Observe bulls closely as breeding season begins

Apr 19, 2010
by WLJ

Another title for this article could very well be: “A lesson nearly learned the hard way.” Quite a few years ago at the Eastern Oklahoma Pasture Research station, we were involved in a field study using synchronized mature cows in a natural breeding pasture. At the time, not much was known in the scientific literature about cow:bull ratios when estrus synchronization was involved. Therefore, we observed very closely as a mature experienced bull was placed in a pasture full of 25 cows synchronized to come into heat together. He had passed a breeding soundness exam. What I observed was a lesson for all commercial cow/calf ranchers AND had nothing to do with the original purpose of the study. The bull selected to mate with this group of heat-synchronized females could not, or would not, physically inseminate any of them. He was successful at impregnating cows the year before, but something had changed since the previous breeding season. Fortunately, we observed the problem and found a replacement bull within hours of the start of the breeding season. In many herds, this bull may have caused a partial or complete loss of a calf crop.

A good manager keeps an eye on his bulls during the breeding season to make sure that they are mounting and inseminating cows. Occasionally, a bull that has passed a breeding soundness exam may have difficulty serving cows in heat, especially after heavy service. Inability to complete normal service and low fertility are more likely to be detrimental to calf crop percentage than failure to detect cows in heat. Many physical problems or low semen quality can be detected by breeding soundness exams. Low libido or inadequate sex drive probably will not be detected before the breeding season.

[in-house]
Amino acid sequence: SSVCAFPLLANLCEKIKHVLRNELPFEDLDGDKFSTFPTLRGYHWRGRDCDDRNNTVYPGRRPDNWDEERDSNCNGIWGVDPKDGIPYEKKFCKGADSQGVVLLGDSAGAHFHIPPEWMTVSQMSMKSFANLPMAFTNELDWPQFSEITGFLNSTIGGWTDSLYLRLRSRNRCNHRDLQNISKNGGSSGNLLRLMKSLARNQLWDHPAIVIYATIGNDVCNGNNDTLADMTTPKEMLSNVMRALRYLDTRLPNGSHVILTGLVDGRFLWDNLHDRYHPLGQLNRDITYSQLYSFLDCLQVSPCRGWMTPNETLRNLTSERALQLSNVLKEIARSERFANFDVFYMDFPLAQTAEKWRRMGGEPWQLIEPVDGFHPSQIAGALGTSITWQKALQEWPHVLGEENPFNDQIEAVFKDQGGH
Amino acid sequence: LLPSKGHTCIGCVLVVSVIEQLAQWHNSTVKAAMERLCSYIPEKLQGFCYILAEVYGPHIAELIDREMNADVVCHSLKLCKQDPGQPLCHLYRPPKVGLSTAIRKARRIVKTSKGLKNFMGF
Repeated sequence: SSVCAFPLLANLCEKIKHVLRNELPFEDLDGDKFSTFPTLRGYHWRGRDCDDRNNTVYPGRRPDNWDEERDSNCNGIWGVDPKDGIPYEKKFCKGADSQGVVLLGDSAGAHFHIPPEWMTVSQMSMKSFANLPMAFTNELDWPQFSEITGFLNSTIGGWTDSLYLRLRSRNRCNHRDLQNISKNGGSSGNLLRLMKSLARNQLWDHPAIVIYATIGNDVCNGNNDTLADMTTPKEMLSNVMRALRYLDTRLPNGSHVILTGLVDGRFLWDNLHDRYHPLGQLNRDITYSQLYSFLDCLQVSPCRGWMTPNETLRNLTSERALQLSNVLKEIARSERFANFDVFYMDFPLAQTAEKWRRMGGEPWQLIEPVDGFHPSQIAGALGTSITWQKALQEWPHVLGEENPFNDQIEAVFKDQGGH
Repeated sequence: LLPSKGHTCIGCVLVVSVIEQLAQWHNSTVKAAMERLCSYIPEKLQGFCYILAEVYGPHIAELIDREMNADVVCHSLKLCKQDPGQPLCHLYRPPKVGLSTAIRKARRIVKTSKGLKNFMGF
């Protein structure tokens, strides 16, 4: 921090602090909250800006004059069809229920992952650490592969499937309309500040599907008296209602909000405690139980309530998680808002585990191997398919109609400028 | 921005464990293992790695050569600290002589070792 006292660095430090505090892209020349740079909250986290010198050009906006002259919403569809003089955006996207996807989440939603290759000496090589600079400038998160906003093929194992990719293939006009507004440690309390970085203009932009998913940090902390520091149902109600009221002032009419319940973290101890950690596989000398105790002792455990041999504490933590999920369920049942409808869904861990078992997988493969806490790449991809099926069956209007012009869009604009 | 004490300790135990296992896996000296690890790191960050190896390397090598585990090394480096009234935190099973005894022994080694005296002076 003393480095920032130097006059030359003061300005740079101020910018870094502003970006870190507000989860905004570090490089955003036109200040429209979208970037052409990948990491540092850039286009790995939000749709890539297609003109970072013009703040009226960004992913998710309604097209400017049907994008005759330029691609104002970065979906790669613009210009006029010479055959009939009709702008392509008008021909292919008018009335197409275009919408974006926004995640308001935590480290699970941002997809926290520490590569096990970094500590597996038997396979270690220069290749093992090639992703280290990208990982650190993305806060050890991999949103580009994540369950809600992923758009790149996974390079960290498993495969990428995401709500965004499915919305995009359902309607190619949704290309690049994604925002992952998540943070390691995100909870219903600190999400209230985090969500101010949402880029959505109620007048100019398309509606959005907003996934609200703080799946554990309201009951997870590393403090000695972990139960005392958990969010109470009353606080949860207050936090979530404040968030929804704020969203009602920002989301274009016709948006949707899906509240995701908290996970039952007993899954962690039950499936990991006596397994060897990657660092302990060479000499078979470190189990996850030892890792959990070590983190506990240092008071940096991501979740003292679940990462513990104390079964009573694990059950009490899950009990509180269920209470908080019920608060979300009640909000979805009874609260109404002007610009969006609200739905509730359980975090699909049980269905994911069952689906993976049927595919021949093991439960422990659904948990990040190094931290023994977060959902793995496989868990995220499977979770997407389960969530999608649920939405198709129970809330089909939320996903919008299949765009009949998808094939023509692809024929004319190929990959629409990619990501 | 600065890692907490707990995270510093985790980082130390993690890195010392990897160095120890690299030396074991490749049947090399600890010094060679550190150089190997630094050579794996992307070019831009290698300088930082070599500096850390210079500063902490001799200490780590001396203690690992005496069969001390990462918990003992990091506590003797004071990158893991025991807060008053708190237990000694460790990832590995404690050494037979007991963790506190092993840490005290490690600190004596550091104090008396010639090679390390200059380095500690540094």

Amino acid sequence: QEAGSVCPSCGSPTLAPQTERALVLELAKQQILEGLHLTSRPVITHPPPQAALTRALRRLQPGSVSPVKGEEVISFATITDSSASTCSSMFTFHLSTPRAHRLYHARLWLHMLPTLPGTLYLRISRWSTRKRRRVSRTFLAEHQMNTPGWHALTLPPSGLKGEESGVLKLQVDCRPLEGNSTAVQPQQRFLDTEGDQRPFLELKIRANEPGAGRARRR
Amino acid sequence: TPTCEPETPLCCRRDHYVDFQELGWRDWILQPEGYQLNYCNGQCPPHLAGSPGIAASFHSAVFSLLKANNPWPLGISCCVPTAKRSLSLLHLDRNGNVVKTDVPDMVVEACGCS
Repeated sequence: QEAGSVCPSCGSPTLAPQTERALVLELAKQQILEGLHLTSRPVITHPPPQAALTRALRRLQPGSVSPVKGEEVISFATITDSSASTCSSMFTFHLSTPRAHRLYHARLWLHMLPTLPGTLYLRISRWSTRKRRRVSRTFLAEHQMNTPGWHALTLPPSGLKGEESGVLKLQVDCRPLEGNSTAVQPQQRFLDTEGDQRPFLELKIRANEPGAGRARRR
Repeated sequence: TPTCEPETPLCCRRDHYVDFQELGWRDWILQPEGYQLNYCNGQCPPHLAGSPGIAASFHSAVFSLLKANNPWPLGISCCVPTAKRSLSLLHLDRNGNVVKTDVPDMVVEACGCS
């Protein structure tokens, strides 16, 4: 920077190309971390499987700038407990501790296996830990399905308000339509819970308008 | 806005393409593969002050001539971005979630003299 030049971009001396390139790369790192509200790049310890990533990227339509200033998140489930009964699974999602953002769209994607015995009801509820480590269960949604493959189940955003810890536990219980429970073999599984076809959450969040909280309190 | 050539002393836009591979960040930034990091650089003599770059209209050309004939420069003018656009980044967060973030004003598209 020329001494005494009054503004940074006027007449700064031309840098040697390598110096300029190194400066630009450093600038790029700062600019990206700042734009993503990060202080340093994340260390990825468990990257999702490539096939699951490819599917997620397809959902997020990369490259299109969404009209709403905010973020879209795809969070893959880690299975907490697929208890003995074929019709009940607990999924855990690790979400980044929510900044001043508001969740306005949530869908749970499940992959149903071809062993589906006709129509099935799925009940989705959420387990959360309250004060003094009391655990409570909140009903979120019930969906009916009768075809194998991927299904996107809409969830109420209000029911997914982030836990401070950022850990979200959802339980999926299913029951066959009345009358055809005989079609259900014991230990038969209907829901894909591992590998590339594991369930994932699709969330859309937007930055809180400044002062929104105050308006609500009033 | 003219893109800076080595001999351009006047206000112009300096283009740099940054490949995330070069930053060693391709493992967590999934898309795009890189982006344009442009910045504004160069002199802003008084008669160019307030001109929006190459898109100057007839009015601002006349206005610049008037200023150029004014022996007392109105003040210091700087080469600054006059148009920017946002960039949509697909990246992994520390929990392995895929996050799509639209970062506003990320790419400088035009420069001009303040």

Such problems can best be detected by observing bulls while they work. Therefore, producers should (if at all possible) watch bulls breed cows during the first part of each breeding season. If problems are apparent, the bull can be replaced while salvaging the remainder of the breeding season and next year’s calf crop. Likewise, a small proportion of bulls can wear out from heavy service and lose interest. These, too, will need to be replaced. The greater the number of cows allotted to each bull in the breeding pasture, the more critical it is that every bull be ready to work every day of the breeding season.

Injuries to bulls during the breeding season are relatively common. When a bull becomes lame or incapable of breeding because of an injury to his reproductive tract, he needs to be removed from the breeding pasture and replaced with another bull. No one can watch all of the bulls all of the time, but the “lesson learned” was to be as observant as possible as bulls are turned out to the breeding pasture this spring. — Glenn Selk, Oklahoma State University Extension Cattle Reproduction Specialist